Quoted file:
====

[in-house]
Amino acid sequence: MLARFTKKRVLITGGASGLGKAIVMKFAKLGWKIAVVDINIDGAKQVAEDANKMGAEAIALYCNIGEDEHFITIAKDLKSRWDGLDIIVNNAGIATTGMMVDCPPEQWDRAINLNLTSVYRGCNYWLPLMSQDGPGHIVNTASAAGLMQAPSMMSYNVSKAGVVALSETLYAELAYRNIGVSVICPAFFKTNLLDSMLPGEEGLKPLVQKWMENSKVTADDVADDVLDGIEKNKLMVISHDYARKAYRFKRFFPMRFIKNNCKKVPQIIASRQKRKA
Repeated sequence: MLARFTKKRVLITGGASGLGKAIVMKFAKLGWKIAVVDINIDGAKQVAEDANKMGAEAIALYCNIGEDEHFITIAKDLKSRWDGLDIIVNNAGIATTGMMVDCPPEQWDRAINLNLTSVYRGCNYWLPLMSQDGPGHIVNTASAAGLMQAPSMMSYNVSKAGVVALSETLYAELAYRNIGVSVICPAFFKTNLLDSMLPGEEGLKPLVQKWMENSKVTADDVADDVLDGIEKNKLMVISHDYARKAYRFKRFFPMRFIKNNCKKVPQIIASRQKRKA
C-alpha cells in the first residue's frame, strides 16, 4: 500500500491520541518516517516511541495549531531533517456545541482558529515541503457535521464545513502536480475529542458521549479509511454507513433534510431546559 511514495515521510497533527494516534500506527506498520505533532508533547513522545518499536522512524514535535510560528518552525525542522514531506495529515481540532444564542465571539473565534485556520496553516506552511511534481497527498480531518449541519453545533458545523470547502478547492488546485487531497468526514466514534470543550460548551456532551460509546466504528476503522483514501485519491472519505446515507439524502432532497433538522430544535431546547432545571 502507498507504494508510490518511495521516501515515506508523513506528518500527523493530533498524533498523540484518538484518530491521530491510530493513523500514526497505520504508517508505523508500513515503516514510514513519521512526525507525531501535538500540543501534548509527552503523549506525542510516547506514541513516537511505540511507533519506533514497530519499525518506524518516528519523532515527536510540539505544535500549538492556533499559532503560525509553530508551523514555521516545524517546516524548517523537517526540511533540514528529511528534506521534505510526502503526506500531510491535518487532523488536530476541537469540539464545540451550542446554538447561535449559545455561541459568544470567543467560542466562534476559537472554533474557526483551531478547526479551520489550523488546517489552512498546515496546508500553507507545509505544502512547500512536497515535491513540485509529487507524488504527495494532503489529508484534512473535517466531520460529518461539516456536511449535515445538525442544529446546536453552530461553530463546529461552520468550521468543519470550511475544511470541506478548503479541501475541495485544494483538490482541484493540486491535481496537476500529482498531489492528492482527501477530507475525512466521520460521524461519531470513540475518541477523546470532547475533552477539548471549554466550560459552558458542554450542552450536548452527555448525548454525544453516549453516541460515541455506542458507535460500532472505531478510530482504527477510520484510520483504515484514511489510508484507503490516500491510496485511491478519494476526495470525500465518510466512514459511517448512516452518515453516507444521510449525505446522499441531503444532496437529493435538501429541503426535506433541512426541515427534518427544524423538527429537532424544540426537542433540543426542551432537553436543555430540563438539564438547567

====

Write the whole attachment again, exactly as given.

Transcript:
[in-house]
Amino acid sequence: MLARFTKKRVLITGGASGLGKAIVMKFAKLGWKIAVVDINIDGAKQVAEDANKMGAEAIALYCNIGEDEHFITIAKDLKSRWDGLDIIVNNAGIATTGMMVDCPPEQWDRAINLNLTSVYRGCNYWLPLMSQDGPGHIVNTASAAGLMQAPSMMSYNVSKAGVVALSETLYAELAYRNIGVSVICPAFFKTNLLDSMLPGEEGLKPLVQKWMENSKVTADDVADDVLDGIEKNKLMVISHDYARKAYRFKRFFPMRFIKNNCKKVPQIIASRQKRKA
Repeated sequence: MLARFTKKRVLITGGASGLGKAIVMKFAKLGWKIAVVDINIDGAKQVAEDANKMGAEAIALYCNIGEDEHFITIAKDLKSRWDGLDIIVNNAGIATTGMMVDCPPEQWDRAINLNLTSVYRGCNYWLPLMSQDGPGHIVNTASAAGLMQAPSMMSYNVSKAGVVALSETLYAELAYRNIGVSVICPAFFKTNLLDSMLPGEEGLKPLVQKWMENSKVTADDVADDVLDGIEKNKLMVISHDYARKAYRFKRFFPMRFIKNNCKKVPQIIASRQKRKA
C-alpha cells in the first residue's frame, strides 16, 4: 500500500491520541518516517516511541495549531531533517456545541482558529515541503457535521464545513502536480475529542458521549479509511454507513433534510431546559 511514495515521510497533527494516534500506527506498520505533532508533547513522545518499536522512524514535535510560528518552525525542522514531506495529515481540532444564542465571539473565534485556520496553516506552511511534481497527498480531518449541519453545533458545523470547502478547492488546485487531497468526514466514534470543550460548551456532551460509546466504528476503522483514501485519491472519505446515507439524502432532497433538522430544535431546547432545571 502507498507504494508510490518511495521516501515515506508523513506528518500527523493530533498524533498523540484518538484518530491521530491510530493513523500514526497505520504508517508505523508500513515503516514510514513519521512526525507525531501535538500540543501534548509527552503523549506525542510516547506514541513516537511505540511507533519506533514497530519499525518506524518516528519523532515527536510540539505544535500549538492556533499559532503560525509553530508551523514555521516545524517546516524548517523537517526540511533540514528529511528534506521534505510526502503526506500531510491535518487532523488536530476541537469540539464545540451550542446554538447561535449559545455561541459568544470567543467560542466562534476559537472554533474557526483551531478547526479551520489550523488546517489552512498546515496546508500553507507545509505544502512547500512536497515535491513540485509529487507524488504527495494532503489529508484534512473535517466531520460529518461539516456536511449535515445538525442544529446546536453552530461553530463546529461552520468550521468543519470550511475544511470541506478548503479541501475541495485544494483538490482541484493540486491535481496537476500529482498531489492528492482527501477530507475525512466521520460521524461519531470513540475518541477523546470532547475533552477539548471549554466550560459552558458542554450542552450536548452527555448525548454525544453516549453516541460515541455506542458507535460500532472505531478510530482504527477510520484510520483504515484514511489510508484507503490516500491510496485511491478519494476526495470525500465518510466512514459511517448512516452518515453516507444521510449525505446522499441531503444532496437529493435538501429541503426535506433541512426541515427534518427544524423538527429537532424544540426537542433540543426542551432537553436543555430540563438539564438547567